Demonetisation created significant disruption throughout economy: Parliamentary panel
Committee on Subordinate legislation in its report expressed its anguish that such a major exercise has been carried out without any adequate research on the needs of the different sectors of economy.
NEW DELHI: The Central government’s demonestisation drive has created significant disruption throughout the economy and threatened economic output as it has virtually collapsed some of the sectors, said a parliamentary panel.
The Committee on Subordinate legislation in its report tabled in Rajya Sabha expressed its anguish that such a major exercise has been carried out without any adequate survey or research on the needs of the different sectors of the economy.
It said that the main object behind cancelling legal tender character of Rs 500 and Rs 1000 notes on November 8, 2016 was to eliminate black money and to curb the infusion and circulation of fake currency notes.
“It was an effort to combat corruption, tax evasion and counterfeiting and eradicate black money. However, the Committee realizes that inevitably, it is the low-income and rural households who have been hardest hit by the currency reform. Demonetisation has weighed heavily on the country’s manufacturing sector,” said the committee.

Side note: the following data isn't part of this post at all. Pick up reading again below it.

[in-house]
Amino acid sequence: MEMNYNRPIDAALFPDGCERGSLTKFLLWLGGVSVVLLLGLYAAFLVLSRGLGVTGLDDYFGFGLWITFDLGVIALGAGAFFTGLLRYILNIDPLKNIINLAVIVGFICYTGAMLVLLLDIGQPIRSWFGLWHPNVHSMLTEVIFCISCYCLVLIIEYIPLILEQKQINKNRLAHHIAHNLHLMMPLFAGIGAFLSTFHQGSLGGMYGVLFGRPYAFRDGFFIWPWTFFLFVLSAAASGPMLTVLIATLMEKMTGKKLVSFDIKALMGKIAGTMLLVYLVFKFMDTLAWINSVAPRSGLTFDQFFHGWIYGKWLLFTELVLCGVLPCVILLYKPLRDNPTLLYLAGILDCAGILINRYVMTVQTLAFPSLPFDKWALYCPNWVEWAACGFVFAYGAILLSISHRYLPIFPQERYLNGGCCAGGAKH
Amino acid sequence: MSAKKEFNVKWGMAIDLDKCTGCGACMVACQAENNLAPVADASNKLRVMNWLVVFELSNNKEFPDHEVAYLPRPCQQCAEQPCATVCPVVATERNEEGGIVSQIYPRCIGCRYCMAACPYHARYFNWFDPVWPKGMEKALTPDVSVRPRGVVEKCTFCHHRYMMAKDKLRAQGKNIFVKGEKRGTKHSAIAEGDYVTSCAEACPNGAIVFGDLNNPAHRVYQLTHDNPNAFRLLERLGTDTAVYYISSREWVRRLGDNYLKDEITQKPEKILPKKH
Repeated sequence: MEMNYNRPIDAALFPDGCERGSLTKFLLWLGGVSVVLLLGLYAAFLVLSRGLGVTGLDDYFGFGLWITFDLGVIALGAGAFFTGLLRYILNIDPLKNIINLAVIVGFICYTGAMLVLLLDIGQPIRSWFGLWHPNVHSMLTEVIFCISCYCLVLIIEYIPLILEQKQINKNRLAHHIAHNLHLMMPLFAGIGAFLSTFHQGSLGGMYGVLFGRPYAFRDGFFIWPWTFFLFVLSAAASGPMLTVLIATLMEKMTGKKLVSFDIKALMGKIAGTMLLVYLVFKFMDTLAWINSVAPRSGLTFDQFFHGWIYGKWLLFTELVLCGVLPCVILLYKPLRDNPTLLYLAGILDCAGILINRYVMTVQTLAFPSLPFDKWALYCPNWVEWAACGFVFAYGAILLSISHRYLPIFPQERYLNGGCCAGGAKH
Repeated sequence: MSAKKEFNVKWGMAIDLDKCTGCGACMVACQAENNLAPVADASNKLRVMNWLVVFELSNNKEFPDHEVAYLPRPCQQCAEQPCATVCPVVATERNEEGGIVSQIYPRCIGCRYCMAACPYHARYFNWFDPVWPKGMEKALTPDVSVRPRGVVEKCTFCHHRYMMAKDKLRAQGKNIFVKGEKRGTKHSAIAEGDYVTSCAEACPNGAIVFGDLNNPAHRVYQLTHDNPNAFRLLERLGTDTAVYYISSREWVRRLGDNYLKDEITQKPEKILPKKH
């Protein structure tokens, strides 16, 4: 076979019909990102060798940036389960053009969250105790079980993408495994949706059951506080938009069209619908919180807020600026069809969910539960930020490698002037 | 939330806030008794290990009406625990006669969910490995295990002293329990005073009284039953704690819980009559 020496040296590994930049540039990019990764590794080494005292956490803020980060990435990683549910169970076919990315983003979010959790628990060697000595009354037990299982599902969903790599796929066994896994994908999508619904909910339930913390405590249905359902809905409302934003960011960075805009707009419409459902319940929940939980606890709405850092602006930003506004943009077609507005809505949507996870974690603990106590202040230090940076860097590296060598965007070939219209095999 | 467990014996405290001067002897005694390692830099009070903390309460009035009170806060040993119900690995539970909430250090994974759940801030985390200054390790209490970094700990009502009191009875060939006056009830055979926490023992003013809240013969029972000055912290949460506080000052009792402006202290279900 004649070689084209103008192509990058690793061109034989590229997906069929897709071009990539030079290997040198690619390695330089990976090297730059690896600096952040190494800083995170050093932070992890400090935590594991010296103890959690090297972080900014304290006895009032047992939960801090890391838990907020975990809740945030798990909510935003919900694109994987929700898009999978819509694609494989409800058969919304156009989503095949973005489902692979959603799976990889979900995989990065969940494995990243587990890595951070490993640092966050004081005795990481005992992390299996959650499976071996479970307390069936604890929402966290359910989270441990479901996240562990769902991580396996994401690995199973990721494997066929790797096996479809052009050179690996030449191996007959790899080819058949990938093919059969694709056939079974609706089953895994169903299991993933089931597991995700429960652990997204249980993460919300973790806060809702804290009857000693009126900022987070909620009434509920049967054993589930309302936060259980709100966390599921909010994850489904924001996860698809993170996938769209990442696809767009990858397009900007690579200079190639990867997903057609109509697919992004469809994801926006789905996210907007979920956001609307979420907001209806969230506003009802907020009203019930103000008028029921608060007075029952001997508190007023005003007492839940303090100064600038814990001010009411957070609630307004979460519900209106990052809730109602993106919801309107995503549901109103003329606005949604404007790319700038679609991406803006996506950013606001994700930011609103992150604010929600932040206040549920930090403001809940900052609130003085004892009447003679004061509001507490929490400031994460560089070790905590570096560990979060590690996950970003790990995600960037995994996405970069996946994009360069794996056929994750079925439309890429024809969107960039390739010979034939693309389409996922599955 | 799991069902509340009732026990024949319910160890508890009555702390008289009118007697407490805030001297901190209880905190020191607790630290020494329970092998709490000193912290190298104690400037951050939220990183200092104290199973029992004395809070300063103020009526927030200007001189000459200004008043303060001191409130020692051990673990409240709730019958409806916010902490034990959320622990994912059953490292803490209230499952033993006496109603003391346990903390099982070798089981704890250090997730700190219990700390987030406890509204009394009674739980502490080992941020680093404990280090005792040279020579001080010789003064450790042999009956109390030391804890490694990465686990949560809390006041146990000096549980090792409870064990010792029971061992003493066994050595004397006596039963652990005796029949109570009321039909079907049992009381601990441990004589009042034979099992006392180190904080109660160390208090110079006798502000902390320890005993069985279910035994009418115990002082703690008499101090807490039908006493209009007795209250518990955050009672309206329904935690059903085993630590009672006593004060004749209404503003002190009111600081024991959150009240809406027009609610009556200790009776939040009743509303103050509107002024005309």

It further said that the government took steps to mitigate the effects, it cannot be ignored that it created significant disruption throughout the economy and threatened economic output.
The committee was of the view that the Ministry of Finance and The Reserve Bank of India should hold discussions with the affected parties and provide support to sectors that virtually collapsed during the demonetization process are recovered fully in due course.
Acknowledging that corruption is a problem but committee said that in the process honest, hard working and taxpaying citizens of India were made to suffer.
“The solution lies in simplification, rationalization and reduction in taxes, cutting regulations and curtailing officials’ discretionary powers, eliminating loopholes and widening the tax net,” it said.
The committee also felt that tackling black money require immense political will and legal and diplomatic heavy-lifting and hoped that the government would meticulously follow up its demonetization move.